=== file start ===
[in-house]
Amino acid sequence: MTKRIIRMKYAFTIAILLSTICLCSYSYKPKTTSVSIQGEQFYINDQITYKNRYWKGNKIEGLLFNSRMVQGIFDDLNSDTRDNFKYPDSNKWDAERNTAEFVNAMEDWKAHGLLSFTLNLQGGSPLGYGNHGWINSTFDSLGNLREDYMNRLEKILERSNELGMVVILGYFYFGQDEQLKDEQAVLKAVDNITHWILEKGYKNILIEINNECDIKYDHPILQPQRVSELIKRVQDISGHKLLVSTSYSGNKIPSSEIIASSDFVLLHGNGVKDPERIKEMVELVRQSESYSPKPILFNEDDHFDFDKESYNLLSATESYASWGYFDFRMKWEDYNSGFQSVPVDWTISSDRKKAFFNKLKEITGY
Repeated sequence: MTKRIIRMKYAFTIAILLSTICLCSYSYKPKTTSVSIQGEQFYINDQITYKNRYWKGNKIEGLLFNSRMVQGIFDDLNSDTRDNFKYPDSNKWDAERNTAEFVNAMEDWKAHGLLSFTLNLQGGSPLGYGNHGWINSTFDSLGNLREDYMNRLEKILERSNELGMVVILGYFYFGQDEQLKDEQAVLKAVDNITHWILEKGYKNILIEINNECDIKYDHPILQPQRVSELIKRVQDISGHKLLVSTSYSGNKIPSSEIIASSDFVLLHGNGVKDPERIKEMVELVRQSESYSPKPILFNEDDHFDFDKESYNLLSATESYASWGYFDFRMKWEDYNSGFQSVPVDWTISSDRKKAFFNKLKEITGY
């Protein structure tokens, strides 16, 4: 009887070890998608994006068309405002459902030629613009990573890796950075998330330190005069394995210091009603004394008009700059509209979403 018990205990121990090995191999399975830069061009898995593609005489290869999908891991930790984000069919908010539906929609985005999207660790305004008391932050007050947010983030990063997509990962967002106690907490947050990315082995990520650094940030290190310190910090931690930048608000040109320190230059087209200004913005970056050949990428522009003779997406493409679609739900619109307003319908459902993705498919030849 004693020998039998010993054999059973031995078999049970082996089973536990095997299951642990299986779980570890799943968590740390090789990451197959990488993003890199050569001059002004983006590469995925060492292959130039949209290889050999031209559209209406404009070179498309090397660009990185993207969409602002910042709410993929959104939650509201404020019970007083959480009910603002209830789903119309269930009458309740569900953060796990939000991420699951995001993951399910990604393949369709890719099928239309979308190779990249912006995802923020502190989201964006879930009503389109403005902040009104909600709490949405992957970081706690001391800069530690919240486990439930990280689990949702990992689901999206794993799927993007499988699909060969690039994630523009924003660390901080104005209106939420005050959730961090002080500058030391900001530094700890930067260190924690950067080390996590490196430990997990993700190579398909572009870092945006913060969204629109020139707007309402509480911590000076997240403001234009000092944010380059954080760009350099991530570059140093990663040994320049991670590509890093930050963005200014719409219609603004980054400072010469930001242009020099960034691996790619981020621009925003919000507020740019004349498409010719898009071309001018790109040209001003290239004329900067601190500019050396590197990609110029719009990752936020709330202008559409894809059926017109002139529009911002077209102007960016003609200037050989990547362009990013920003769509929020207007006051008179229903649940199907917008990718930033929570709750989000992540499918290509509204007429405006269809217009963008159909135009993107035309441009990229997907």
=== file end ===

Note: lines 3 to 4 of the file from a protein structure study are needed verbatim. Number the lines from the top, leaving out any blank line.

Repeated sequence: MTKRIIRMKYAFTIAILLSTICLCSYSYKPKTTSVSIQGEQFYINDQITYKNRYWKGNKIEGLLFNSRMVQGIFDDLNSDTRDNFKYPDSNKWDAERNTAEFVNAMEDWKAHGLLSFTLNLQGGSPLGYGNHGWINSTFDSLGNLREDYMNRLEKILERSNELGMVVILGYFYFGQDEQLKDEQAVLKAVDNITHWILEKGYKNILIEINNECDIKYDHPILQPQRVSELIKRVQDISGHKLLVSTSYSGNKIPSSEIIASSDFVLLHGNGVKDPERIKEMVELVRQSESYSPKPILFNEDDHFDFDKESYNLLSATESYASWGYFDFRMKWEDYNSGFQSVPVDWTISSDRKKAFFNKLKEITGY
């Protein structure tokens, strides 16, 4: 009887070890998608994006068309405002459902030629613009990573890796950075998330330190005069394995210091009603004394008009700059509209979403 018990205990121990090995191999399975830069061009898995593609005489290869999908891991930790984000069919908010539906929609985005999207660790305004008391932050007050947010983030990063997509990962967002106690907490947050990315082995990520650094940030290190310190910090931690930048608000040109320190230059087209200004913005970056050949990428522009003779997406493409679609739900619109307003319908459902993705498919030849 004693020998039998010993054999059973031995078999049970082996089973536990095997299951642990299986779980570890799943968590740390090789990451197959990488993003890199050569001059002004983006590469995925060492292959130039949209290889050999031209559209209406404009070179498309090397660009990185993207969409602002910042709410993929959104939650509201404020019970007083959480009910603002209830789903119309269930009458309740569900953060796990939000991420699951995001993951399910990604393949369709890719099928239309979308190779990249912006995802923020502190989201964006879930009503389109403005902040009104909600709490949405992957970081706690001391800069530690919240486990439930990280689990949702990992689901999206794993799927993007499988699909060969690039994630523009924003660390901080104005209106939420005050959730961090002080500058030391900001530094700890930067260190924690950067080390996590490196430990997990993700190579398909572009870092945006913060969204629109020139707007309402509480911590000076997240403001234009000092944010380059954080760009350099991530570059140093990663040994320049991670590509890093930050963005200014719409219609603004980054400072010469930001242009020099960034691996790619981020621009925003919000507020740019004349498409010719898009071309001018790109040209001003290239004329900067601190500019050396590197990609110029719009990752936020709330202008559409894809059926017109002139529009911002077209102007960016003609200037050989990547362009990013920003769509929020207007006051008179229903649940199907917008990718930033929570709750989000992540499918290509509204007429405006269809217009963008159909135009993107035309441009990229997907």